One of the things that I've noticed is all the people listening to music on trains or just walking around town. I'll admit that I do that sometimes, but only in the past couple of weeks. I want to engage in the surroundings, really observe the scenes, the people, or whatever, and I feel like I can't do that if my attention (even minimally) is elsewhere. I know it's a way to tune people or places out, especially on a train, where you don't want to have to deal with anyone. But really, that's kind of the whole reason I'm here.
The social media question bothers me frequently. It's a way of keeping up with people back home, or anywhere else around the world, but it doesn't tie me down the same way it does in America. True, I'll see something that I'm wanting to post - either a picture or a thought - but then my data plan interferes, and I have to either store it for later or just forget about it. I wonder if everybody had the same limitations, whether we'd get all the crap or addiction that we normally do.
I don't normally watch much TV to begin with, so I can't say I'm missing that on this trip. True, I do get to watch some weird foreign programs (or just American programs overdubbed), but that's usually for about 10 minutes before bed, if I can't think of anything else to do. I am keeping up with sports, which is really what most of my TV watching in America would be. It's a bit different keeping up without being able to see videos or live events. But I do know the Braves are doing better than expected, a couple of UGA football players got good drafts, the Hawks have advanced to the next round of the NBA playoffs, and the UGA men's tennis team won the regular-season SEC championship and finished the season at #7 before going into the tournament, which starts next week.
Classwork has been somewhat of a hassle, but it was never laborious. Even writing that paper in Budapest became more pleasant as I worked on it. Plus, schoolwork gave me a chance to rest my physical body while flexing my mind, in some ways. Now that it's all over, I'm glad.
If you've kept up with this blog, you know how much I've had to deal with laundry. I even washed some clothes in my hotel sink in Andorra. I'm always happy when I get clean clothes, and I've learned how far I can stretch between doing laundry. I also think that next time, I won't pack so much clothing.
It's mundane, but yes I have trimmed my fingernails and my beard, about every 2 weeks. I packed the necessary devices for that, like a good Boy Scout. And I haven't had a haircut, and I'm not planning on getting one, since it's not really hot enough to demand shorter hair.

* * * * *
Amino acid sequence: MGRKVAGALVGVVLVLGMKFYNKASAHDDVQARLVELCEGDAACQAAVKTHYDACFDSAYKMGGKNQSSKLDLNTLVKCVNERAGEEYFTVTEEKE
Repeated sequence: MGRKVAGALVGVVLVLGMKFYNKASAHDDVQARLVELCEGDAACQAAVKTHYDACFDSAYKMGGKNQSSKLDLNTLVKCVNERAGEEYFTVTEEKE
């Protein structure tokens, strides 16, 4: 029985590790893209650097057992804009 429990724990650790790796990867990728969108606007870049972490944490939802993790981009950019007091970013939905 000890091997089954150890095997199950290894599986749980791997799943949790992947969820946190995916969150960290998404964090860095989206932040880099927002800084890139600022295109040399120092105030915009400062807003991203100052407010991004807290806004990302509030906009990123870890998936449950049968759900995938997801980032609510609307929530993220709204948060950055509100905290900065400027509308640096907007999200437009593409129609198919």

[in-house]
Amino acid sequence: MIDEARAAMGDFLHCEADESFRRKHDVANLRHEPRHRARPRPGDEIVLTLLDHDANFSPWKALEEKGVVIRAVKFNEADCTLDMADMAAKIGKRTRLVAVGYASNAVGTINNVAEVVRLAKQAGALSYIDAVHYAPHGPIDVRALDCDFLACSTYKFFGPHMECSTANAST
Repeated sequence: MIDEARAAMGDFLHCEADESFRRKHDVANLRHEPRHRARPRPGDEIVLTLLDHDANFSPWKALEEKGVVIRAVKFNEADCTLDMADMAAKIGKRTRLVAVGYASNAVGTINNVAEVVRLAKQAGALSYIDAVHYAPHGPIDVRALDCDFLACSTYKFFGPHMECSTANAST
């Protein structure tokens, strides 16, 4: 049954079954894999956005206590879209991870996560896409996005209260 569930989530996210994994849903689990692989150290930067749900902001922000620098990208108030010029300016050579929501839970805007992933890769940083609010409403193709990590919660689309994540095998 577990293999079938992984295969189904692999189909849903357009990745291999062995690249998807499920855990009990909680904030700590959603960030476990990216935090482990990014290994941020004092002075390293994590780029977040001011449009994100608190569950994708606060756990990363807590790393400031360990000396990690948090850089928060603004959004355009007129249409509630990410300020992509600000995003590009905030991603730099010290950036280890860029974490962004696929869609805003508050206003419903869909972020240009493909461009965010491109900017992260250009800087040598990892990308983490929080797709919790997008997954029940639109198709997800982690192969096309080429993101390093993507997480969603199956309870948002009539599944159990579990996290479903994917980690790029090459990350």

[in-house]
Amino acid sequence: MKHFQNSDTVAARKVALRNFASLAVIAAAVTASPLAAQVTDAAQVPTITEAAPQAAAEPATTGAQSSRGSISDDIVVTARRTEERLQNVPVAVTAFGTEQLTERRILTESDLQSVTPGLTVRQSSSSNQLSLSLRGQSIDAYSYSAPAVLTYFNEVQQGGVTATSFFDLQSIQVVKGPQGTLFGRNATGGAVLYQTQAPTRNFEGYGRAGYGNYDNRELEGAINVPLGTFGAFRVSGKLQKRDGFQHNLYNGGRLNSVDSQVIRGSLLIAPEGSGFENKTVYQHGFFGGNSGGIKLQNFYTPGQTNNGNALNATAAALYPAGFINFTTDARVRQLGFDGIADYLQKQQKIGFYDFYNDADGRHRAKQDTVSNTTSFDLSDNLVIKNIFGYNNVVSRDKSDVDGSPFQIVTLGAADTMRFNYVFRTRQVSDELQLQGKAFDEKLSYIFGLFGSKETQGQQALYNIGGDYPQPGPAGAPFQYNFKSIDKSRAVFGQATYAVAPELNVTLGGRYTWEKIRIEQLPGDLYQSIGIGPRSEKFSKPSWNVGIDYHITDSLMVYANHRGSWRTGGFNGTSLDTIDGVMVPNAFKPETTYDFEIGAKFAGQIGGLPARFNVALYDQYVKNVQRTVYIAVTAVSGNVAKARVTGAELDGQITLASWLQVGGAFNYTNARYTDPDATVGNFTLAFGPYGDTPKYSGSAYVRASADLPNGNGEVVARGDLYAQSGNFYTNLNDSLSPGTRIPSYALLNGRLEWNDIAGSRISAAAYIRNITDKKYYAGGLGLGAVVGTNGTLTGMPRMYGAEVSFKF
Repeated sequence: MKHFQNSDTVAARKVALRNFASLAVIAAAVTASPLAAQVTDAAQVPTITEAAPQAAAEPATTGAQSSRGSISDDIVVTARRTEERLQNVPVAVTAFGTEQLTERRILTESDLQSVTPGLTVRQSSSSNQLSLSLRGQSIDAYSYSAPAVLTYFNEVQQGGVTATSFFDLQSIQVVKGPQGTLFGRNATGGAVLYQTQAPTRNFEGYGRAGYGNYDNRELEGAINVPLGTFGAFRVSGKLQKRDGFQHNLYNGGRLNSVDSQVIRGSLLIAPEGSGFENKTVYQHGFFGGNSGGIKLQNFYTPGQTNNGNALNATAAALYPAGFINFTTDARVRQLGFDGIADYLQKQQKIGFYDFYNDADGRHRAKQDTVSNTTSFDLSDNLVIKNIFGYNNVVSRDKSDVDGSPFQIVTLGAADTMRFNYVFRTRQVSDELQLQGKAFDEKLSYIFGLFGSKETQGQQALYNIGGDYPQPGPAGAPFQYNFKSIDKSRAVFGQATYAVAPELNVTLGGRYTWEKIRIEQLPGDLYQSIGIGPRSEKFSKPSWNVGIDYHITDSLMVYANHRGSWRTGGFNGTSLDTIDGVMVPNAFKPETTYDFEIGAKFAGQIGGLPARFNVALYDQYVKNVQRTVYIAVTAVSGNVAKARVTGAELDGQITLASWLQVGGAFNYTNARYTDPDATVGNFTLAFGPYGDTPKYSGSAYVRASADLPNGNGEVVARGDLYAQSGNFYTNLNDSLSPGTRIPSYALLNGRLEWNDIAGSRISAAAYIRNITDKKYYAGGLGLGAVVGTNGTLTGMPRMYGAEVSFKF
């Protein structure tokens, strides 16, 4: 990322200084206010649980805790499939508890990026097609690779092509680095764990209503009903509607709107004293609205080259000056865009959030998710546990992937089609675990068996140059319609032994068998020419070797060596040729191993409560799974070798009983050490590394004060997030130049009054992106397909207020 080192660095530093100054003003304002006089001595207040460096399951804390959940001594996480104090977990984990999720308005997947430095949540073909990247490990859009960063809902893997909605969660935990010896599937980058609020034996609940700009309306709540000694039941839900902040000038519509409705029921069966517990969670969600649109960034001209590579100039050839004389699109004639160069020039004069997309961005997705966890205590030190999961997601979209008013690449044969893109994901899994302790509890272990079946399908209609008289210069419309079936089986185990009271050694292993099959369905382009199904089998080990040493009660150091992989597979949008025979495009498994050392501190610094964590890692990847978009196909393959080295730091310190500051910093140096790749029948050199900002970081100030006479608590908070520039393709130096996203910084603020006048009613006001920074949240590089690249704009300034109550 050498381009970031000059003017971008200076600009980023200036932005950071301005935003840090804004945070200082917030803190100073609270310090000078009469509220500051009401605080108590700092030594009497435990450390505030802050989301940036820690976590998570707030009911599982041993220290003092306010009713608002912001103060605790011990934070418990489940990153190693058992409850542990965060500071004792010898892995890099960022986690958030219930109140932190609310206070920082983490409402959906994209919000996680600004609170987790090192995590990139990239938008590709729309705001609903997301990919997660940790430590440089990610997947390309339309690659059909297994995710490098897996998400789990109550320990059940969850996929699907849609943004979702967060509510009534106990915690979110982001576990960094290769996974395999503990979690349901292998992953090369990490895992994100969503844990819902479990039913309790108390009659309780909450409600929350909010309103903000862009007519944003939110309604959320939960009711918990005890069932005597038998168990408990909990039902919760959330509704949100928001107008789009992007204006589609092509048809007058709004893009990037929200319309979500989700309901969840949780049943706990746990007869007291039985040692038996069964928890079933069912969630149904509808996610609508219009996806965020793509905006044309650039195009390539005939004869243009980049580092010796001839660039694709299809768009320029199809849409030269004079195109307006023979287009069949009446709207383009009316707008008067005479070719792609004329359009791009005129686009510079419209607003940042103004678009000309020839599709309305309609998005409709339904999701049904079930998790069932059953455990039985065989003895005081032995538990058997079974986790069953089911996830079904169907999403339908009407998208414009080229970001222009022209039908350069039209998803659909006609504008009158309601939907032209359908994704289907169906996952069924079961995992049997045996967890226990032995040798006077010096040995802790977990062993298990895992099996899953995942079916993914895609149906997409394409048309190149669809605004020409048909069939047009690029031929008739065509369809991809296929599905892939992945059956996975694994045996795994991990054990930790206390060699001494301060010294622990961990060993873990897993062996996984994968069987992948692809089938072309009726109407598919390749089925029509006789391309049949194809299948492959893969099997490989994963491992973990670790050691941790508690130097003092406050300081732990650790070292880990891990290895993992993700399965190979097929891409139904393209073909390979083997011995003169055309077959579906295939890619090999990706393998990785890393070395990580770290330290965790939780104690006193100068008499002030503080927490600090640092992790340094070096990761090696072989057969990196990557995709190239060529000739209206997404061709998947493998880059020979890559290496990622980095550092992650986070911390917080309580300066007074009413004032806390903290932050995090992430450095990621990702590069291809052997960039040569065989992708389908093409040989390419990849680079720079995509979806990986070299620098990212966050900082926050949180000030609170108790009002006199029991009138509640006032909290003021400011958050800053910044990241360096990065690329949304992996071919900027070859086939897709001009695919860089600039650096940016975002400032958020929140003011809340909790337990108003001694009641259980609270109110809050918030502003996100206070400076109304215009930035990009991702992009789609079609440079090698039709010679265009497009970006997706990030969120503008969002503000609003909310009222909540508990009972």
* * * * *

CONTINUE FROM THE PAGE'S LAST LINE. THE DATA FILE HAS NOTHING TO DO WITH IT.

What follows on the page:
I do like collecting foreign money, specifically all the coins of the countries I visit. That's much easier with non-euro countries, but I'm working my way through them. ATMs really are the best way to get money once you get to a foreign country. I've not used a single exchange place for that purpose on this whole trip.
I don't really get much in the way of souvenirs: the coins, a stamp for my written travel journal, and usually a pin for my traveling hat. I send postcards to people instead of bringing them back stuff, unless your name is Hope Shackelford, in which case I'll also look for a snow globe from places you haven't been yet.
One of the worst things is dealing with separation, especially during graduation season. I see all the high schoolers that I've worked with over the years who are graduating, and it makes me a little sad that I can't be there. Also, the same is true for college friends, Jack in particular. I mean, we've been through just about everything together at UGA - after all, I was his professor in his first semester at UGA. Weird. And then I got the news this week that one our little puppies, Whiskers, isn't doing so well. But he seems to be doing better now, though how much better he can possibly get is open for debate. Things like this make me want to be back, but I guess that's part of life - learning to deal with the fact that you won't always be where you want to be, or where other people want you to be.
I've now been caffeine-free since Prague - when I had a cup of tea the morning I left. I don't know how long I can keep it up, but I do find that I sleep better when I'm off the stuff. I do crave a nice, ice-cold Coke, though. And sweet tea, but fat chance of that while I'm in Europe.
Lastly, I realize that this whole thing - traveling in general, but this blog in particular - is a bit self-indulgent. It's a little vain to expect anyone else to read this, to think that I've got anything worth saying. And yeah, I'm doing this when there's all the other crap in the world, or when I could be doing something else a little less frivolous, perhaps. But it's what I've wanted to do for ages, and I'm finally getting to do it. Sometimes, I think my money could be going to help other people, or I could use it to do something more productive in my own life. But I do think that life is, in the end, a collection of experiences that make you who you are. And no amount of money can buy that. That probably sounds a little selfish, and I guess that's part of what it means to be a human being.